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Mercer Island Police keep a close eye on Seafair
This weekend, thousands of Seafair revelers will swarm the beaches of Lake Washington, while boaters ride the lake’s buoyant waves. From Mercer Island to Leschi to Seward Park, Blue Angels will soar above, hydroplanes below. Seattle’s iconic summer festival has arrived.
But along with all the fun and revelry comes risk. Mercer Island police will tell you that Seafair is, by far, their busiest weekend of the year. The marine patrol, especially, has the demanding task of navigating Lake Washington’s bumper-boat crowd, on the look-out for negligent driving, excessive drinking and potentially dangerous scenarios.
“It’s full force. The entire police department works over Seafair. Nobody has time off,” said MIPD Sergeant Keith McDonough, who is in charge of the Seafair marine unit.
The majority of problems during Seafair come down to two factors: boaters and alcohol. With hundreds of vessels — many packed with people and flowing with beer — idling between the shores of Seattle and Mercer Island, the margin for accidents is high. The number of Boating Under the Influence (BUI) citations during Seafairs past speaks volumes.
According to MIPD statistics, there were 132 BUI arrests in 2006, followed by 155 in 2007 and 83 last year. Although these numbers are high, the positive news is that they are
dropping. According to McDonough, this is due to increased media efforts that warn Seafair participants about the dangers of drinking and boating.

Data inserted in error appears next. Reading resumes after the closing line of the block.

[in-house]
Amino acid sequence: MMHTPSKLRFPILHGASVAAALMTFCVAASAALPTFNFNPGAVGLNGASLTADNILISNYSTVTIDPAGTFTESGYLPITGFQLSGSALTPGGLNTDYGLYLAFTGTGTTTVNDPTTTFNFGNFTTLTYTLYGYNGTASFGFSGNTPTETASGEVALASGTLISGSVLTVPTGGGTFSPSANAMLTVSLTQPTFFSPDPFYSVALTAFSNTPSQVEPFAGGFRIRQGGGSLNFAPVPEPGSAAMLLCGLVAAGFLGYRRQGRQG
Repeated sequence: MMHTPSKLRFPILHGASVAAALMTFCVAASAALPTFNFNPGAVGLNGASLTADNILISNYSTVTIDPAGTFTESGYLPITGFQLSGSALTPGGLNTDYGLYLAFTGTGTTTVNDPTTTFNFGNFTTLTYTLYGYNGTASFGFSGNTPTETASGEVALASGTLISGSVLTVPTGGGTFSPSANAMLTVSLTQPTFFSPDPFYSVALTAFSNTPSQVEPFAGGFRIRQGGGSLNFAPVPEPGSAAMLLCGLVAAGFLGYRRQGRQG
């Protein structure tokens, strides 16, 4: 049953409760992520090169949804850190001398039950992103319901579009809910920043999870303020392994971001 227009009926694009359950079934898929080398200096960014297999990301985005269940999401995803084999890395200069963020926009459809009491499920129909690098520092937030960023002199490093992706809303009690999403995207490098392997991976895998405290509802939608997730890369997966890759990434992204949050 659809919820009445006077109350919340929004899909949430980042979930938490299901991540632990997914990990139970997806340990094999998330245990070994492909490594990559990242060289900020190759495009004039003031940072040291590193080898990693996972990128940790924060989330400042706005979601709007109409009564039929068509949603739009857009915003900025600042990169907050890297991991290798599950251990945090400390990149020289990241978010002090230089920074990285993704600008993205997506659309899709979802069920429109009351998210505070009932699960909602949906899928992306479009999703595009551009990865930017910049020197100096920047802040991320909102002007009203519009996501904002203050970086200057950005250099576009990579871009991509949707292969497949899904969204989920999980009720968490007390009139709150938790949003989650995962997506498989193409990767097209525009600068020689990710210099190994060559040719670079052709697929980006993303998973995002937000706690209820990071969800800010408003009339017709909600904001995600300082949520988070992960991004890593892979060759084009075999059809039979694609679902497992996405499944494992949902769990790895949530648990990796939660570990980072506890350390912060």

“That huge drop-off [from 155 BUIs in 2007 to 83 in 2008] is because people are finally getting the message that they need a designated [boat] operator,” McDonough said. “There’s been a huge media effort in the past four years to get the word out. I think it’s just taken that long for people to pay attention.”
Working closely with the King County and Seattle police departments, the MIPD devotes all of its resources to the Seafair festival. Starting on the Thursday before Seafair, when the U.S. Navy Blue Angels air team begins practicing, the police and marine patrol begin their three-day presence.
All three of the Mercer Island Marine Patrol vessels are deployed, with several officers aboard. The State Department of Fish and Wildlife sends four boats and BUI enforcement crew to join this fleet.
Meanwhile, officers patrol the Island and its beaches by vehicle, bicycle and foot.
Seafair revelers who are caught breaking laws — alcohol-related or otherwise — are given little lenience.
“We’re enforcing a zero tolerance policy for PFD [personal flotation device] violations,” McDonough said, referring to state laws on life vest requirements.
According to King County law, youth under age 12 are required to wear a life vest at all times. Those older can go without, as long as there are “wearable PFDs immediately available for use.” There must be one PFD per person aboard. Violators pay a $66 infraction.
Drinking while operating a boat, of course, is another zero-tolerance area.